Arizona woman off ballot after high court agrees her English isn't good enough
Alejandrina Cabrera answers questions about her ability to speak English in Arizona's Yuma County Superior Court.
February 8th, 2012
12:31 PM ET

Arizona woman off ballot after high court agrees her English isn't good enough

A woman trying to run for the San Luis, Arizona, City Council will not appear on the ballot after the Arizona Supreme Court upheld a ruling that her English was not good enough.

Alejandrina Cabrera has been locked in a political battle regarding her proficiency in the English language.  But her story is more than a local election dispute, with possibly widespread implications in a country that prides itself as a melting pot.

In the border town of San Luis, 87% of residents speak a language other than English in their homes, and 98.7% are of Hispanic origin, according to 2010 U.S. census data.  Most of the people there, by all accounts, speak both English and Spanish.

“I think my English is good enough to hold public office in San Luis, Arizona,” Cabrera told CNN en Español in an interview conducted in Spanish.

“I am not going to help (at the White House). I will be helping here.”

Last month, Yuma County Superior Court Judge John Nelson ruled the woman's name should be taken off the ballot after testimony from linguistics experts and Cabrera. A U.S. citizen born in Yuma, Arizona, Cabrera moved to Mexico and then returned to Yuma for the last three years of  school, graduating from Kofa High School.

Cabrera was able to tell her attorney her name and where she was born but struggled with what school she had graduated from, according to the Yuma Sun. After being asked the question three times, without being able to answer in English, the judge allowed Cabrera to leave the witness stand and issued his ruling, the paper reported. In his ruling, Nelson said he wanted to be clear he wasn't saying that Cabrera had an "intelligence" issue but felt she should be removed from the ballot because of her lack of proficiency in English.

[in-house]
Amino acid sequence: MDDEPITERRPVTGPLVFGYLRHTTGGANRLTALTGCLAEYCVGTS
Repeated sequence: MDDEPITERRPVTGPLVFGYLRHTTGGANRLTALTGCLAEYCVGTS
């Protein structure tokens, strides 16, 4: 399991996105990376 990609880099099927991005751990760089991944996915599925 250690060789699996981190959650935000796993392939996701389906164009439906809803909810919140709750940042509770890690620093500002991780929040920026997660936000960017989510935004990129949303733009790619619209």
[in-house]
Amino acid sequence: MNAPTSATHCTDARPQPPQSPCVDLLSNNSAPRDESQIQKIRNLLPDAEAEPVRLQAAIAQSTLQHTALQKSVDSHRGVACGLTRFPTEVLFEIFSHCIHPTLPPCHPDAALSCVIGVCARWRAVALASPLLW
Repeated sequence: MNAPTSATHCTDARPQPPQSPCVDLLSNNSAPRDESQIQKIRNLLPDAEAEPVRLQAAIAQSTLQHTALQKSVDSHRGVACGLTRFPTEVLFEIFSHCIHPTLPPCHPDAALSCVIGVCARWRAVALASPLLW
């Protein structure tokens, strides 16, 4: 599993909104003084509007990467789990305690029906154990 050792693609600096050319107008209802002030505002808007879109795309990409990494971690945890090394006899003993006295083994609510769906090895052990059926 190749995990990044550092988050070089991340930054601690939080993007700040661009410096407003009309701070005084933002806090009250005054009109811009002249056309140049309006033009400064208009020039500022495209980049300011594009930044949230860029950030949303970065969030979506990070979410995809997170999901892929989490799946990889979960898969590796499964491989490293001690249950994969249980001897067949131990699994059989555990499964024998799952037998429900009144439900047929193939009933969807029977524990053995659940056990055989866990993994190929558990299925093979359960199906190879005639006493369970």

Cabrera appealed the ruling to the Arizona Supreme Court, which upheld the lower court Tuesday. CNN has not been able to reach Cabrera, her attorneys and city officials for responses to the ruling.

“It is ordered that the trial court's judgment and orders filed January 27, 2012 are affirmed,” Supreme Court Chief Justice Rebecca White Berch said. “The City Clerk shall not include appellant's name on the March 13, 2012, City Council election ballot. A written decision of this court shall follow in due course.”

At present it's unclear what factored into the justices' decision, but Cabrera's story has caught the attention of people nationwide and sparked a debate about who is best able to represent the people of a certain community.

“When he took my right to be on the ballot, he took away the right of the people who want to vote for me,” Cabrera said after the judge's initial ruling.

As Cabrera's story attracted attention, much of the debate centered on two issues. First, some of CNN's readers said candidates for public office should be able to speak English well. But others argued that the people of San Luis could decide if Cabrera was qualified and choose whether or not to vote for her.

The dispute began when Juan Carlos Escamilla, the mayor of San Luis, said he was concerned that Cabrera might not have the proper grasp of the language for the job. Escamilla filed a lawsuit in December asking a court to determine whether Cabrera's skills qualified her under state law to run for the council seat.

Cabrera admits she isn't the most fluent in English.

Instead of the confident, strong way she speaks in Spanish, Cabrera talks a bit more slowly, and perhaps with less conviction, when she switches to English. She says she can communicate at the level she needs to in English, given where she lives. She grades her English proficiency as a 5 on a scale from 1 to 10.

“I am a very honest so I can tell you I’m not fluid in English, but I do understand it. I can read a letter. I can read a book,” Cabrera said. “Right now I have a private tutor helping me improve my English.”

In 2006, Arizona passed a law that made English the official language of the state. Nearly a century before, in 1910, Congress passed the Enabling Act, which allowed Arizona to become a state with certain requirements. Among them was one that addressed the English language.